|Bollington Cross Conservation Area is presently (February to March 2020) the subject of a consultation regarding a proposal to extend it down Moss Brow and include a substantial part of Lowerhouse. The primary object is to provide protection to the buildings and allotment landscape that was developed by Samuel Greg Jnr (1804-1876) into a model industrial village. All the details of this proposal can be seen on the Bollington Town Council website which has links to the relevant documents on the Cheshire East Council website.|
Buildings along Henshall Road and Bollington Road, through Turner Heath, mark the old stone part of this end of town. However, the majority of houses are relatively modern – 20thC – arranged in two large estates, based on South West Avenue and Ovenhouse Lane, which are actually adjacent to each other. There was very little industry other than agriculture in Bollington Cross – no quarries but there was a tannery and small mill at or near Turner Heath House. Little is known of this and its location has never been established.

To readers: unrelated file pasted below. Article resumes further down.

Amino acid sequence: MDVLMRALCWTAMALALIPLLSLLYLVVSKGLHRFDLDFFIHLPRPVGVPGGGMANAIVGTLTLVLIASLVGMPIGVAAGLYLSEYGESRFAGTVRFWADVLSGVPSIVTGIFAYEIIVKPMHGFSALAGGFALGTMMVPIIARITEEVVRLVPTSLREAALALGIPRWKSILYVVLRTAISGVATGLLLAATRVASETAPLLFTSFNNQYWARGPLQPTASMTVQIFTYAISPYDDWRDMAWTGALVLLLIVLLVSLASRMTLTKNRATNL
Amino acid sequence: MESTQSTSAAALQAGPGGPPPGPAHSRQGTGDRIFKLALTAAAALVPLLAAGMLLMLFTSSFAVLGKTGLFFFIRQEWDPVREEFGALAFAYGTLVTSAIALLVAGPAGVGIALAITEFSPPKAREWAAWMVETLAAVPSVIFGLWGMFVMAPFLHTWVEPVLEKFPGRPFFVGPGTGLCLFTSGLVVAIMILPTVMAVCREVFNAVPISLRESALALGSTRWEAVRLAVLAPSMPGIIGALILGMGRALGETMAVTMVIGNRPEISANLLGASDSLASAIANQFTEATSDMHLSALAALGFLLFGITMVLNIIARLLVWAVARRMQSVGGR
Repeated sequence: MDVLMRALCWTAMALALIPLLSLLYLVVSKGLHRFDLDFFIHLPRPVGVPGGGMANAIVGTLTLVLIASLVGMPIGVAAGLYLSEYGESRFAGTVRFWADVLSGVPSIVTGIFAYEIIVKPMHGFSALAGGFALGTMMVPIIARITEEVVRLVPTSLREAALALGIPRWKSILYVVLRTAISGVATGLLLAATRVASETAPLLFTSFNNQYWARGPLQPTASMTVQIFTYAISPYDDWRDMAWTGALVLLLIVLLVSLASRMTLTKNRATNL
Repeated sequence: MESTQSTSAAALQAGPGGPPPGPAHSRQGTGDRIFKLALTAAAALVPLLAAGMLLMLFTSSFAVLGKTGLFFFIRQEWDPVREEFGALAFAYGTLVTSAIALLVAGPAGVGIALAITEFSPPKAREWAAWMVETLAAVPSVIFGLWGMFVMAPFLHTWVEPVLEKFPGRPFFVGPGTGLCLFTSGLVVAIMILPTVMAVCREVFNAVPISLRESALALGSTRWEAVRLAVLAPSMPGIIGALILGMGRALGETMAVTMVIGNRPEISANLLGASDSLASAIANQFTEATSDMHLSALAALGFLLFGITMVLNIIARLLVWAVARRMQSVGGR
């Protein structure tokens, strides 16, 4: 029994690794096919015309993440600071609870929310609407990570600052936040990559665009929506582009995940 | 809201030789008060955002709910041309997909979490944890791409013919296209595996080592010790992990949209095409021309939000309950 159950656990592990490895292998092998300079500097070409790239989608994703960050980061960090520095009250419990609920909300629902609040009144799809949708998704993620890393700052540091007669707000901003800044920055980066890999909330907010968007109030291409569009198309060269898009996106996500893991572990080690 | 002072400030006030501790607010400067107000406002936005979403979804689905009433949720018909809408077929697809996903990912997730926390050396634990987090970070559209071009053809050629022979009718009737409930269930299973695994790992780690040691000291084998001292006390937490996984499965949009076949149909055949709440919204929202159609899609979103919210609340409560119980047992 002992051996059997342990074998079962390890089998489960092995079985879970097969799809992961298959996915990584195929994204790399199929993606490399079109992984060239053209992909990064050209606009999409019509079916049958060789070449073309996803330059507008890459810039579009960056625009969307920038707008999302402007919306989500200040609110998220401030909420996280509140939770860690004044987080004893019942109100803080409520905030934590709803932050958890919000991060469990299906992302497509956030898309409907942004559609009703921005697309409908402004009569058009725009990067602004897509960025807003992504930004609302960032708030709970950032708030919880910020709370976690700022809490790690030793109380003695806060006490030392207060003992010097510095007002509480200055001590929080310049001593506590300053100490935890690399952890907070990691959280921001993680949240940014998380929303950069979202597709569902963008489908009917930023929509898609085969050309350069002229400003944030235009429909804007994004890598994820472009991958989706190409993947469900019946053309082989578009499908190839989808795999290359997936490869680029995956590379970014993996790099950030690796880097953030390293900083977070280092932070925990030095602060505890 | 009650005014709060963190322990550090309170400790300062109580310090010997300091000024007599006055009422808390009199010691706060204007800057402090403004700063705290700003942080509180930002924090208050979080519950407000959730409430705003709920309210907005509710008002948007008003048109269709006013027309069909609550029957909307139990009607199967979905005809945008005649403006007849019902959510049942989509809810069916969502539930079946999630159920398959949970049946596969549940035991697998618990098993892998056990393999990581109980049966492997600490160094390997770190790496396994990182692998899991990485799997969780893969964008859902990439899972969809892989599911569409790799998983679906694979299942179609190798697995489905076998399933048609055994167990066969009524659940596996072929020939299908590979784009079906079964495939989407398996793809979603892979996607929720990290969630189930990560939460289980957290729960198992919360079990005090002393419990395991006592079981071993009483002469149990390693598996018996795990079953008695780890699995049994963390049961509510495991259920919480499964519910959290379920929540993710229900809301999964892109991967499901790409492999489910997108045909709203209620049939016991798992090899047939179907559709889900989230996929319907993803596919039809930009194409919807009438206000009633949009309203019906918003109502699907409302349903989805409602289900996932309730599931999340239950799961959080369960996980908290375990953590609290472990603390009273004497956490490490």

The cross is marked today by the new stone cross erected for the millennium (left). The stone was quarried from Bridge Quarry, Kerridge, on the side of Kerridge Hill. Mrs. Doreen Earl fashioned it on her computer controlled stone dressing machine into the beautiful monument you see today. The embellishments are not carved but sand blasted.
Notable sites include Bollington Cross School; St. Oswald’s Church; the Cock & Pheasant inn (the only one at this end of the town); Turner Heath House, the new cross (pictured left) and The Mount (care home in Flash Lane).
There is a very strong desire locally to maintain a green strip between Bollington Cross and Tytherington – Bollington is very certain that it does not want it`s individuality and identity to be subsumed by the urban sprawl that is Macclesfield.
For more information about the individual streets that make up Bollington Cross see the Streets pages.
The article (left) is from Bollington Live!.
Below that is a map showing another.
The site of the Cross shown on the 1871 map is not as described in the article, but is sited about 50 metres to the east. But really close inspection of the map shows a dot marked ‘Stone’ almost exactly where described in the top article – right in the middle of the road at the junction! If that is where is was then it’s no surprise that the above-ground part was dismantled and removed. No doubt the traffic of the day simply travelled over the base.